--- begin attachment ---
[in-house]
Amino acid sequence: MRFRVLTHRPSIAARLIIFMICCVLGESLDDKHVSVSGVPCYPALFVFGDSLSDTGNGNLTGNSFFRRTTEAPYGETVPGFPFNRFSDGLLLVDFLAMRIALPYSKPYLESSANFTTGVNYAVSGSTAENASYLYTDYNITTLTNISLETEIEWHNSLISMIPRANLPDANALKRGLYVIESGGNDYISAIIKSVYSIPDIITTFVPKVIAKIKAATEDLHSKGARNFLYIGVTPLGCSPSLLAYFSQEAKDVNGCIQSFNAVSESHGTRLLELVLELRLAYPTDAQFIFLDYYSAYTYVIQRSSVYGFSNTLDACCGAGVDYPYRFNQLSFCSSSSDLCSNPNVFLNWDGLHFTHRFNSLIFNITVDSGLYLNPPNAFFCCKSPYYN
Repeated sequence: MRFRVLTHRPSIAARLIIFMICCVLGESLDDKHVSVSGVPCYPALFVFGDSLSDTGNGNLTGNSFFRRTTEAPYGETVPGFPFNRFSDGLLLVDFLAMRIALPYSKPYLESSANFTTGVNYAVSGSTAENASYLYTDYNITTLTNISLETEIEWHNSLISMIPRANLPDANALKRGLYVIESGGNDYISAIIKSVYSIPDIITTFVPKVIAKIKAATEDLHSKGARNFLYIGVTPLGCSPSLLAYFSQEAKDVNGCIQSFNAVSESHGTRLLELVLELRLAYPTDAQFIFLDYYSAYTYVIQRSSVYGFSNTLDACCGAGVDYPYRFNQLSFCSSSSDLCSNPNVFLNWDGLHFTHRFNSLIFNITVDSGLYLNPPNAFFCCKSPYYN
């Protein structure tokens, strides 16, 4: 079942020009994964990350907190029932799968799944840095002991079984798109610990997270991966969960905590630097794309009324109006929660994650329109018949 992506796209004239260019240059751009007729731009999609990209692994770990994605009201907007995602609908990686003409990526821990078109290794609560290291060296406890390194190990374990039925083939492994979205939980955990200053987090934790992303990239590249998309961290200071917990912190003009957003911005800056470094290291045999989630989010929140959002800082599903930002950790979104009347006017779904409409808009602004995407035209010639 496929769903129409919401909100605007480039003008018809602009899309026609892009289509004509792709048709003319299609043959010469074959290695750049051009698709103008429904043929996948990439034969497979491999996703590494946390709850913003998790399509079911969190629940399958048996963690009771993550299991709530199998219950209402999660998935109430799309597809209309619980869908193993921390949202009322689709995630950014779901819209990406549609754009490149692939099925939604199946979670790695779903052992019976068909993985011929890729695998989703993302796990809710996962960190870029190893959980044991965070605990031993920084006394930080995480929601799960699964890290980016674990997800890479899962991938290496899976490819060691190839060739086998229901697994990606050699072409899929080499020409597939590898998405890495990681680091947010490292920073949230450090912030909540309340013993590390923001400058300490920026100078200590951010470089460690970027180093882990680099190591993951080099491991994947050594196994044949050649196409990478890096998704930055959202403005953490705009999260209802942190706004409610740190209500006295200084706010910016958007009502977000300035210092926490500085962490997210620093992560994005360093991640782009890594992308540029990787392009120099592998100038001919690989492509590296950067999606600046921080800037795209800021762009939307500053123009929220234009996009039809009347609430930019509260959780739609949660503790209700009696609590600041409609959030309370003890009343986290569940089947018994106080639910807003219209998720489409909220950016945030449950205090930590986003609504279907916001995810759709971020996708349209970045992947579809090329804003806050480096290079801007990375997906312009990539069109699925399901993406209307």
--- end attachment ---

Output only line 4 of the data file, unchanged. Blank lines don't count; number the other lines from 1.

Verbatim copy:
């Protein structure tokens, strides 16, 4: 079942020009994964990350907190029932799968799944840095002991079984798109610990997270991966969960905590630097794309009324109006929660994650329109018949 992506796209004239260019240059751009007729731009999609990209692994770990994605009201907007995602609908990686003409990526821990078109290794609560290291060296406890390194190990374990039925083939492994979205939980955990200053987090934790992303990239590249998309961290200071917990912190003009957003911005800056470094290291045999989630989010929140959002800082599903930002950790979104009347006017779904409409808009602004995407035209010639 496929769903129409919401909100605007480039003008018809602009899309026609892009289509004509792709048709003319299609043959010469074959290695750049051009698709103008429904043929996948990439034969497979491999996703590494946390709850913003998790399509079911969190629940399958048996963690009771993550299991709530199998219950209402999660998935109430799309597809209309619980869908193993921390949202009322689709995630950014779901819209990406549609754009490149692939099925939604199946979670790695779903052992019976068909993985011929890729695998989703993302796990809710996962960190870029190893959980044991965070605990031993920084006394930080995480929601799960699964890290980016674990997800890479899962991938290496899976490819060691190839060739086998229901697994990606050699072409899929080499020409597939590898998405890495990681680091947010490292920073949230450090912030909540309340013993590390923001400058300490920026100078200590951010470089460690970027180093882990680099190591993951080099491991994947050594196994044949050649196409990478890096998704930055959202403005953490705009999260209802942190706004409610740190209500006295200084706010910016958007009502977000300035210092926490500085962490997210620093992560994005360093991640782009890594992308540029990787392009120099592998100038001919690989492509590296950067999606600046921080800037795209800021762009939307500053123009929220234009996009039809009347609430930019509260959780739609949660503790209700009696609590600041409609959030309370003890009343986290569940089947018994106080639910807003219209998720489409909220950016945030449950205090930590986003609504279907916001995810759709971020996708349209970045992947579809090329804003806050480096290079801007990375997906312009990539069109699925399901993406209307």